Clio Edition 4 - page 36

36
T
his picture was illustrated
in 1923 by Alfred Pearse- (1855-
1933), a British cartoonist and
illustrator- who would occasionally go by
the pseudonym “A Patriot”, as a result of
the patriotic theme of many of his works.
This particular illustration depicts King
Æthelstan of England- defeating the
combined forces of Olaf Guthfrithson,
King of Dublin, King Constantin II of
Scotland and King Owen of Strathclyde-
at the Battle of Brunanburgh- in 937.
The battle was fought 10 years after
Æthelstan had conquered York in 927,
the final Viking stronghold in Anglo-
Saxon England, officially making him
the first King of all “Englaland”.
Contextually, there was a surge in
patriotism after the Allied victory in the
First World War, so Pearse was perhaps
playing on this sentiment, when creating
this work. In Pearse’s illustration;
Æthelstan is pictured on horseback,
head and shoulders above the other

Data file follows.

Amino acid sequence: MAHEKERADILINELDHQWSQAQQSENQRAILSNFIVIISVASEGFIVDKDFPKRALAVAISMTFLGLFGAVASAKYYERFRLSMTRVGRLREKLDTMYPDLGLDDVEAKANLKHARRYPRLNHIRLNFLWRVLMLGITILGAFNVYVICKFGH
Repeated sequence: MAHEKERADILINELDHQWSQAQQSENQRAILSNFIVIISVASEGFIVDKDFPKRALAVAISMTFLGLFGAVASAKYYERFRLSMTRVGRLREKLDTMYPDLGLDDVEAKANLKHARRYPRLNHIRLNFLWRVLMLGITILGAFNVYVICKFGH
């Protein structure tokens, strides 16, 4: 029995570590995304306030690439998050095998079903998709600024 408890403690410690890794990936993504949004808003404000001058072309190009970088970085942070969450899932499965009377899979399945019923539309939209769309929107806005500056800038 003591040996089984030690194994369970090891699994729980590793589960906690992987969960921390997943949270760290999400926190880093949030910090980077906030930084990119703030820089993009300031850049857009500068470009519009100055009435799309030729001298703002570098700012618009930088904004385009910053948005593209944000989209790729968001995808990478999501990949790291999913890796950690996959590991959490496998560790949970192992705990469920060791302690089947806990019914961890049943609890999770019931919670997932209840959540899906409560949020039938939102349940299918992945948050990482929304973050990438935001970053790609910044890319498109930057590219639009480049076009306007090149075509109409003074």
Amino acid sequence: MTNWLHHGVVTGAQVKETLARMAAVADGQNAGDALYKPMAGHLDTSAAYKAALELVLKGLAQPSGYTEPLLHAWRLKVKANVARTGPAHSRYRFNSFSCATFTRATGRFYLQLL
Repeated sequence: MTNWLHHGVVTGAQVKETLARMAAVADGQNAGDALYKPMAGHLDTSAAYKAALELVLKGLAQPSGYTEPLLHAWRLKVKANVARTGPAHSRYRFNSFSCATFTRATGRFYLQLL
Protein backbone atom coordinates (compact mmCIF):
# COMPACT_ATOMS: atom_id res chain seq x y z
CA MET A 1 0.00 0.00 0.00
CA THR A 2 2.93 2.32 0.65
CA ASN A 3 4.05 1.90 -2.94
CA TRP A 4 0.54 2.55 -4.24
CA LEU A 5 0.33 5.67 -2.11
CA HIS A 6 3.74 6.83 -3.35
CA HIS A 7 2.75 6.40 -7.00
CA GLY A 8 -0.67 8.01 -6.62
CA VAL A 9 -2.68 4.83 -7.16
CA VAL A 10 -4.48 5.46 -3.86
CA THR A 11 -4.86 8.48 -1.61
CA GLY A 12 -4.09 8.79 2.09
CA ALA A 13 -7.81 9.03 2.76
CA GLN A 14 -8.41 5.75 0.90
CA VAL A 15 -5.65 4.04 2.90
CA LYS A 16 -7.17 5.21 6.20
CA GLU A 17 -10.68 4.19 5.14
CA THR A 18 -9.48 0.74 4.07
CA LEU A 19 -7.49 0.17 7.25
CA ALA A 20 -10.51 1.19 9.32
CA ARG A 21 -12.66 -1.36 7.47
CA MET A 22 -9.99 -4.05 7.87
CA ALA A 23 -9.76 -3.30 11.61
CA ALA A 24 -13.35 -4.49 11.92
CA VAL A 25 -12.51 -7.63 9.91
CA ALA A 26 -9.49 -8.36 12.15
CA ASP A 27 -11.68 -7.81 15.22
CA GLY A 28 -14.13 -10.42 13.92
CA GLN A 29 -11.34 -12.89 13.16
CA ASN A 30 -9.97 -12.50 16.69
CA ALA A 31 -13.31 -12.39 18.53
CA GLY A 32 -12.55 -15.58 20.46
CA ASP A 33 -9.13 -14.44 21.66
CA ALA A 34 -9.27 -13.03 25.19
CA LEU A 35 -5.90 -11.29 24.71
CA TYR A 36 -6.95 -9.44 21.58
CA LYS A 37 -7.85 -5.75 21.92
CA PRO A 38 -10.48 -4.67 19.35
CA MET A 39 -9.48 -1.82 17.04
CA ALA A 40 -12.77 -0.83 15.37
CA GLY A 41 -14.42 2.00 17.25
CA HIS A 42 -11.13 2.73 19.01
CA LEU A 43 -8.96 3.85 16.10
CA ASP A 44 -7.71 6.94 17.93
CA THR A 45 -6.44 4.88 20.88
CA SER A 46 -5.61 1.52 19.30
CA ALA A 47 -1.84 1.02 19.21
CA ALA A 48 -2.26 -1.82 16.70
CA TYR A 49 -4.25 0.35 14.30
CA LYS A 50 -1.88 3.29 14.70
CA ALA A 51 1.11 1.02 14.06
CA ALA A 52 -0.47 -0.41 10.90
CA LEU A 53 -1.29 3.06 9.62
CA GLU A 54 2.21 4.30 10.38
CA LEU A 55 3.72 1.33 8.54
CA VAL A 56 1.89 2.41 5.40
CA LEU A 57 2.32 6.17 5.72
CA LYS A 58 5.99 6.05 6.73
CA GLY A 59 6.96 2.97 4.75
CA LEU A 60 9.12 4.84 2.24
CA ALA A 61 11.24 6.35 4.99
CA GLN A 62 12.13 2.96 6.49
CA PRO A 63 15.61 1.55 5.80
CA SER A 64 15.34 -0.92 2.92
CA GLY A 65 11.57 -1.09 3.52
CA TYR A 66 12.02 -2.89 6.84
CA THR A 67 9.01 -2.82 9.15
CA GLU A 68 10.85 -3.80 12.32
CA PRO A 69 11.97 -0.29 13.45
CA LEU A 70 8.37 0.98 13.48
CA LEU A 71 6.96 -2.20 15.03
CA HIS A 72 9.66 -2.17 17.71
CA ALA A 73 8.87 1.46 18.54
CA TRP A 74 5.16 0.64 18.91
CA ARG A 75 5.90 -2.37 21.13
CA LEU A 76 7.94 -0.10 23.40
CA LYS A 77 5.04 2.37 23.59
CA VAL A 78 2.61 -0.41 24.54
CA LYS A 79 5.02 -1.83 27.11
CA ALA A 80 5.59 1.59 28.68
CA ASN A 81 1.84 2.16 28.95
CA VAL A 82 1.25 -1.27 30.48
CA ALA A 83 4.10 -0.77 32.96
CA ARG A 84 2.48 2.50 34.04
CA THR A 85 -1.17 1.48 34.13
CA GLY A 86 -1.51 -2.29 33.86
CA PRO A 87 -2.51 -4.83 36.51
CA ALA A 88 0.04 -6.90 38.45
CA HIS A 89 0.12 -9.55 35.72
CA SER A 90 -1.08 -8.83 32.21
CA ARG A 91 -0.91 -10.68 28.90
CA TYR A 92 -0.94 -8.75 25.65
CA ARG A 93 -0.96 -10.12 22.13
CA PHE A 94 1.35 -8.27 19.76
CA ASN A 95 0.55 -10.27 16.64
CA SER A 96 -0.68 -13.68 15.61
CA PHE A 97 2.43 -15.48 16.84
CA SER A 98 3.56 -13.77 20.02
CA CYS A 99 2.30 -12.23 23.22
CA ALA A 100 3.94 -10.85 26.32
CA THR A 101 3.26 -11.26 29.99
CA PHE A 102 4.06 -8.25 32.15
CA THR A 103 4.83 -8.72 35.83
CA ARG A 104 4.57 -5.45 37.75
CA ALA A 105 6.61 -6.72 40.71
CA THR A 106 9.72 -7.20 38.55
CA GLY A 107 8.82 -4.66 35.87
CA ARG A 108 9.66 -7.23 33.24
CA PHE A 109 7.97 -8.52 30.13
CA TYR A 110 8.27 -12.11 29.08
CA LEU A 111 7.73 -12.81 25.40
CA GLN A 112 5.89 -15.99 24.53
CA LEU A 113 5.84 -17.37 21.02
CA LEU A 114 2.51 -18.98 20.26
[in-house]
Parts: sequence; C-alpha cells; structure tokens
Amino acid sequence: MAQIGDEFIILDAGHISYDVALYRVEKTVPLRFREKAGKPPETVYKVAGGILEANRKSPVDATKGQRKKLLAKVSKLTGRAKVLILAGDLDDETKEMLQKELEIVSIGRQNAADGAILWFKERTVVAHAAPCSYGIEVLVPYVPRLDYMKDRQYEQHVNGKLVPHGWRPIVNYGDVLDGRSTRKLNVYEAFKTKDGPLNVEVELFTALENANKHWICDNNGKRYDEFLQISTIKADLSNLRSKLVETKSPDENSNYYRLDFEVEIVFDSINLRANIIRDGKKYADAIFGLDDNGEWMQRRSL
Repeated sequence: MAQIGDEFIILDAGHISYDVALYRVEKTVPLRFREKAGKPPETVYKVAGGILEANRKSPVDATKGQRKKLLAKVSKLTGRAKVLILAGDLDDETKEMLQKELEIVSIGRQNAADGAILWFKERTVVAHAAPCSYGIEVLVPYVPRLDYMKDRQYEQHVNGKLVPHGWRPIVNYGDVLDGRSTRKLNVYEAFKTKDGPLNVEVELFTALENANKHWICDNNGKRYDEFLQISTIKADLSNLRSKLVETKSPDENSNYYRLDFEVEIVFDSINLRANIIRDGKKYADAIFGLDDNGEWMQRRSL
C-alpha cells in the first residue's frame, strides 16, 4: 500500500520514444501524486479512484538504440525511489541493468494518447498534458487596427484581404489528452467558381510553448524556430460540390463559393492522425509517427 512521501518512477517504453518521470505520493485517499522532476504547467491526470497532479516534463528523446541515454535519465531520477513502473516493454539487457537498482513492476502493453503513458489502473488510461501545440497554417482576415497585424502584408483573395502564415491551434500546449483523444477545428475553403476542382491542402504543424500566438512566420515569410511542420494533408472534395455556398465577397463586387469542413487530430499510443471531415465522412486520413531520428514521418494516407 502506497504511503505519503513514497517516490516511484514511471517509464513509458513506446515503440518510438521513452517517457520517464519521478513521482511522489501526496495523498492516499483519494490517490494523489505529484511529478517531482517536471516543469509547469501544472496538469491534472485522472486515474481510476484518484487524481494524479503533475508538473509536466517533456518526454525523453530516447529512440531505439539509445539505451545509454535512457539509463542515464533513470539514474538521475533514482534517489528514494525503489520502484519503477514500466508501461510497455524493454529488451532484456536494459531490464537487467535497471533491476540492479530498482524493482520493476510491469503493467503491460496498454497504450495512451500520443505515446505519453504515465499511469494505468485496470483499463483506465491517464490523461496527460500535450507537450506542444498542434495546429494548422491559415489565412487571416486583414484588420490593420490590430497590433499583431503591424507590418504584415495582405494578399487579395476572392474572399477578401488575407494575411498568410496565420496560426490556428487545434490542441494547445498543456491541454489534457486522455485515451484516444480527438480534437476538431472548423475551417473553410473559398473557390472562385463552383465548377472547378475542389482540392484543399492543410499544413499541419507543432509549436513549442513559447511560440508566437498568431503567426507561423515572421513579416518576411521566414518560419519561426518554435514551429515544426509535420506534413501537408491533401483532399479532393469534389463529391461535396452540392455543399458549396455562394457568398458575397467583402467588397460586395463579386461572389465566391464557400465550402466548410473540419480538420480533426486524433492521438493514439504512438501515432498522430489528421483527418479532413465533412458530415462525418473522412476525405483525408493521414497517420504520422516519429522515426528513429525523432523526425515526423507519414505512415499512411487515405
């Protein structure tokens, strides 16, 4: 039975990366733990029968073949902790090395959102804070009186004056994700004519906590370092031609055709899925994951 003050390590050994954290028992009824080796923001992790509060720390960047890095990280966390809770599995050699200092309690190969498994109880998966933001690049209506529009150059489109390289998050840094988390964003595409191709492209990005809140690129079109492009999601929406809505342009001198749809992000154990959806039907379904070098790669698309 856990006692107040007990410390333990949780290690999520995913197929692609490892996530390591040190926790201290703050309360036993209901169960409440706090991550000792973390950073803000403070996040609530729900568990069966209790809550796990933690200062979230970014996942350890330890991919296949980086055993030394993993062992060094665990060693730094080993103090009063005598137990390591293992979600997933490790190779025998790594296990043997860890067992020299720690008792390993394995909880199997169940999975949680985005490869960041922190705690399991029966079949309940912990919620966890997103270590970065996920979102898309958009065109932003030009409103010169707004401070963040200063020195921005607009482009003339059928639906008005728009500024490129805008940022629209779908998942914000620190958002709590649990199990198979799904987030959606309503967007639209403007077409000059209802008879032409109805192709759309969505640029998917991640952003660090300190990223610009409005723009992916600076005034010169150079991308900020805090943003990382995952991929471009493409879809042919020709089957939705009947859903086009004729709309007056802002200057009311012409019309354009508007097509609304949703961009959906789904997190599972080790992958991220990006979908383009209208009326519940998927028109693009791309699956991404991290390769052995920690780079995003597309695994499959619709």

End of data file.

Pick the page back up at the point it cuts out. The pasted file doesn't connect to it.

soldiers, giving him an innate position of
power. He is also holding his sword aloft,
gleaming with the blood of his enemies,
and rallying his warriors to him to make
one last charge into the ranks of his
enemies. By glorifying Æthelstan in such
a way, Pearse ensures that any observer’s
eye is drawn to the King, connoting the
might of England; this creates a symbol
which patriots could rally behind and
draw inspiration from. Equally, the
Allied invaders are shown to be weak
and, in some cases, are fleeing from the
The
Story of a
Picture:
‘Englaland’s’
Finest
By Alexia
Claydon and
Dom Hogan
The Battle of Brunanburh,
AD 937
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